[Warning: maths ahead :-P and I've just stumbled into this thread, so I
might be waaay off; my apologies if that's the case]

I don't think there's necessarily an answer to this question. The
history of the lamp is a series of points in the set {ON, OFF}X R_[0,2],
but you have only defined it for {ON, OFF} X R_[0,2), yet the question
asks wheter the history includes (ON, 2) or (OFF, 2). As you defined the
history as a function F:R_[0,2) -> {ON, OFF}, one is tempted (and I
guess that's what you were thinking about) to exted the function in a
continuous way. With a suitable topology for {ON, OFF}, the domain of F
is dense, so if F were continous such an extension would exist and be
unique. Sadly, F isn't continuous unless you give {ON, OFF} the
indiscrete topology, but then you lose the power to distinguish between
ON and OFF in any case [the lamp's history converges in the limit to
both (yep, in non-Hausdorff topologies [ie, "too coarse], limits are not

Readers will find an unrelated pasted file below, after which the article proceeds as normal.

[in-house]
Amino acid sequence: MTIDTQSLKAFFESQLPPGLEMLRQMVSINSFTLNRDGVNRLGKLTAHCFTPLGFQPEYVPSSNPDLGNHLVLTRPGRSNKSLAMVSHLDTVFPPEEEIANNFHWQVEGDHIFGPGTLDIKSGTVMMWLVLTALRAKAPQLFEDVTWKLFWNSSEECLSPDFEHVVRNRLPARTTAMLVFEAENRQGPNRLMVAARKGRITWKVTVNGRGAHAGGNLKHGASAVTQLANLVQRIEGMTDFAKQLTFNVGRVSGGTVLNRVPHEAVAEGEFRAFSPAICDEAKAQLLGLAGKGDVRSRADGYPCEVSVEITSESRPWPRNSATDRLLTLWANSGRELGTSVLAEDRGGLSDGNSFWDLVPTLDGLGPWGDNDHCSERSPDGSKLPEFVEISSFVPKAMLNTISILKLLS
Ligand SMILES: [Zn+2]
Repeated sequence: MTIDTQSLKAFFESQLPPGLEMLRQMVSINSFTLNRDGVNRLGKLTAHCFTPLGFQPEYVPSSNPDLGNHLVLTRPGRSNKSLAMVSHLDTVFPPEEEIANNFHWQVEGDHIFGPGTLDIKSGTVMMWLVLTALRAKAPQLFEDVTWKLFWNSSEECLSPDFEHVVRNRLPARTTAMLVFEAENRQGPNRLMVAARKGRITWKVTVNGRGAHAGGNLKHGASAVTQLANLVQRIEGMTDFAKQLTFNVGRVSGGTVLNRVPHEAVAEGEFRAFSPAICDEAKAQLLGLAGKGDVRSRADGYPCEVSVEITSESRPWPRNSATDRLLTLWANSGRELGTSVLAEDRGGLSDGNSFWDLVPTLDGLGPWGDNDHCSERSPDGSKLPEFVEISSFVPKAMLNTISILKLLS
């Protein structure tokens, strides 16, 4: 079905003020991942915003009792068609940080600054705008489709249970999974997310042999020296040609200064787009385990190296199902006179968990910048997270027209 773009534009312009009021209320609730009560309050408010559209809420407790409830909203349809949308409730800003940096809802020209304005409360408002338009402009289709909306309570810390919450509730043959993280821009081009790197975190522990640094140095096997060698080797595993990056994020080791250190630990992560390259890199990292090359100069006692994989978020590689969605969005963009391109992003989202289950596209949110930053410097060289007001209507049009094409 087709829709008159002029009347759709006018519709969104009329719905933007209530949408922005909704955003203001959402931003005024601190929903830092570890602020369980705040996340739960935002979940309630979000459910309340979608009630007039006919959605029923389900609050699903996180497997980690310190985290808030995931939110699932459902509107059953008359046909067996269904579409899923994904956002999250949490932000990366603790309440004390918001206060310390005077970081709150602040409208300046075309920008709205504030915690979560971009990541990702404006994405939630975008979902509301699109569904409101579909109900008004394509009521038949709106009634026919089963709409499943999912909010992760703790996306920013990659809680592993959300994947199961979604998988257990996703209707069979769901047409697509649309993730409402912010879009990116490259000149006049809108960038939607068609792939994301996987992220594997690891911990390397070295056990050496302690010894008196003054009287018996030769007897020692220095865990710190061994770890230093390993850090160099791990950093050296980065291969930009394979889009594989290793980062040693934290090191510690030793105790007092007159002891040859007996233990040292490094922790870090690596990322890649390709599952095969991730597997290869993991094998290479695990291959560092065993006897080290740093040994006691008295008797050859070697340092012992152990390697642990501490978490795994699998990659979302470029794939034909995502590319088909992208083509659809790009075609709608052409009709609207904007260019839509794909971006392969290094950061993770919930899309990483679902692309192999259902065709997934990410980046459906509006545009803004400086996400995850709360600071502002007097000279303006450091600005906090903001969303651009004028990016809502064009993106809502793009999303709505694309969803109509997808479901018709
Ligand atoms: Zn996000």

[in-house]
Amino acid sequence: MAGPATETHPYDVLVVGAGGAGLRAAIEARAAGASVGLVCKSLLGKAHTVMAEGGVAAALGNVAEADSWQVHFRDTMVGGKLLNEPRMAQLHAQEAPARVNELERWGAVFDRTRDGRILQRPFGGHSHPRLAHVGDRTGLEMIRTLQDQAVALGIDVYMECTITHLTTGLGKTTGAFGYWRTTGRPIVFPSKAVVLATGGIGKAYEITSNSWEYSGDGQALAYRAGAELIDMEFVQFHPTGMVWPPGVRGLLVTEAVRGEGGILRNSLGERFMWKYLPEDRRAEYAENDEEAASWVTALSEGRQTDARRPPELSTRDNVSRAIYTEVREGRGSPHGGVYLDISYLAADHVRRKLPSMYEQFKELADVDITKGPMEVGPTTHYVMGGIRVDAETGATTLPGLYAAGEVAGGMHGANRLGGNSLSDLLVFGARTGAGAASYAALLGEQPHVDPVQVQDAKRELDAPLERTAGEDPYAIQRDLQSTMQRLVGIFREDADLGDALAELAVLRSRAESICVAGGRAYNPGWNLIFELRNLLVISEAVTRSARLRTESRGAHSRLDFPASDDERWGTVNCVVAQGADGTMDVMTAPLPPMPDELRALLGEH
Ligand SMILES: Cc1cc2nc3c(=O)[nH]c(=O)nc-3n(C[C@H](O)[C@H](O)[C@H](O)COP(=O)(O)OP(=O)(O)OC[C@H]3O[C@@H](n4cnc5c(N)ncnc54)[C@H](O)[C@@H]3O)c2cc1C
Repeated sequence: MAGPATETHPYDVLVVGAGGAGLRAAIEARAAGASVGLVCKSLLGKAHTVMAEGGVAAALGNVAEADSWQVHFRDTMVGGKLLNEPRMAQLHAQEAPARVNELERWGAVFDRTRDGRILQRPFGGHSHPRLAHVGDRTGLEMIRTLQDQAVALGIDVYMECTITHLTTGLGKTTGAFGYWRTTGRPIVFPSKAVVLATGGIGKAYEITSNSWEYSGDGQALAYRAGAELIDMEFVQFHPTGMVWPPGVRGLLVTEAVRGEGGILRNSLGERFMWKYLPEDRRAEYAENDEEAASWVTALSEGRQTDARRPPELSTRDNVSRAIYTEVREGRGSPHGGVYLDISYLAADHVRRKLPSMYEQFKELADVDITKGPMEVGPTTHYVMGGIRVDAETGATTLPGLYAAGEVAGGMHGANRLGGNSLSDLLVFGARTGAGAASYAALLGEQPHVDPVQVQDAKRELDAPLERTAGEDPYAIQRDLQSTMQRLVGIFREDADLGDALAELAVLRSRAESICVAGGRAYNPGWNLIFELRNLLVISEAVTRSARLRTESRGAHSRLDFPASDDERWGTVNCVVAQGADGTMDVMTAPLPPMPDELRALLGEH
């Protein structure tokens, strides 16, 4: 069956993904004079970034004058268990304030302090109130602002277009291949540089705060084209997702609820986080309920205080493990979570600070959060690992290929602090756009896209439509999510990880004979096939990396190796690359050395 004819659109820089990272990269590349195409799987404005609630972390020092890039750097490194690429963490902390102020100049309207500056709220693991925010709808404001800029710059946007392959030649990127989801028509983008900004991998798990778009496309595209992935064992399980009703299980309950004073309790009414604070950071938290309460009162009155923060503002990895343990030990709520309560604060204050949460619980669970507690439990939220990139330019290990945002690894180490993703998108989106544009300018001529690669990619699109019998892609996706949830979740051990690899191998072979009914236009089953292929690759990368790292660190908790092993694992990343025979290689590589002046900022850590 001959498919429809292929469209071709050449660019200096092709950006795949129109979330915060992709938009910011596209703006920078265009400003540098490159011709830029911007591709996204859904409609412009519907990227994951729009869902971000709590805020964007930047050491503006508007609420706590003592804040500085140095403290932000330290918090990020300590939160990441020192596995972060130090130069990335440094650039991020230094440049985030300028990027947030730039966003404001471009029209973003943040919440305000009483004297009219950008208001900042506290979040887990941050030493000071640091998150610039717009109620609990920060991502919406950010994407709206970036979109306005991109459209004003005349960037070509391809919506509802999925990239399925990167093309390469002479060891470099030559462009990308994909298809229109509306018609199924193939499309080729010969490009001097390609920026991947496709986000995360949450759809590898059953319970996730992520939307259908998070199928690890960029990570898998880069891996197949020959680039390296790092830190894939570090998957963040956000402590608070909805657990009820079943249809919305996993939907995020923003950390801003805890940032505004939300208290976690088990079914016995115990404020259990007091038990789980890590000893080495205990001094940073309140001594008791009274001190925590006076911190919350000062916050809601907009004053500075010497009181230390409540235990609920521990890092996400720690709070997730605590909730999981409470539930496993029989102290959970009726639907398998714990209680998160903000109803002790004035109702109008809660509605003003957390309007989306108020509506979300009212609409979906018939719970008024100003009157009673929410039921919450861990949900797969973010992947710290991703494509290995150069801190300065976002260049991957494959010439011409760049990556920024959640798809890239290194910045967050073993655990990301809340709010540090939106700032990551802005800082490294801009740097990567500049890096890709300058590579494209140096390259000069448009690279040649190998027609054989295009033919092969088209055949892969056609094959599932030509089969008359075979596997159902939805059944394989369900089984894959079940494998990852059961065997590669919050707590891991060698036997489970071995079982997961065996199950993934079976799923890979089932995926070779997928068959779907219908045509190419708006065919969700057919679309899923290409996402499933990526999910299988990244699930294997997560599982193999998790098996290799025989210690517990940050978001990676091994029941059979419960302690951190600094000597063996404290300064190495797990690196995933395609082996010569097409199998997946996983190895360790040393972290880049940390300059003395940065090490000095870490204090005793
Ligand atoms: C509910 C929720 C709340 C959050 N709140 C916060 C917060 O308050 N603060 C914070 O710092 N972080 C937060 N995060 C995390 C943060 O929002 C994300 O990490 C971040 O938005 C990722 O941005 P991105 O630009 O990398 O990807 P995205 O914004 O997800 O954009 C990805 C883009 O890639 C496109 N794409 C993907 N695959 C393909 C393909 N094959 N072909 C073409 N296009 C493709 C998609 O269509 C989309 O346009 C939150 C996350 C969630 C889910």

necessarily unique)]. 

So, ignoring the physics of the issue [of which I understand nothing,
I'm afraid :-(], mathematically my guess off-the-cuff is that the
problem has no solution [as the setting doesn't give explicit
information about t=2, and either you can't extend in a natural way the
lamp's function, or if you can't it's at the price of saying anything at
all with that extension].

open to comments --- I'm fairly new at this in any case,

PS: A fascinating problem, really.

> Welcome,
> I've been looking for an idiot savant to answer this question:   Perhaps you've 
> heard of Thompson's Lamp.  This is an ideal lamp,
> capable of infinite switching speed and using electricity that travels at infinite 
> speed.  At time zero it is on.  After one minute
> it is turned off.  After 1/2 minute it is turned back on. After 1/4 minute it is 
> turned off.  And so on, with each interval one-half
> the preceding interval.  Question:  What is the status of the lamp at two minutes, 
> on or off?  (I know the answer can't be calculated
> by conventional arithmetic.  Yet the clock runs, so there must be an answer.   Is 
> there any way of calculating the answer?)
> Norman

Marcelo Rinesi         | [EMAIL PROTECTED]

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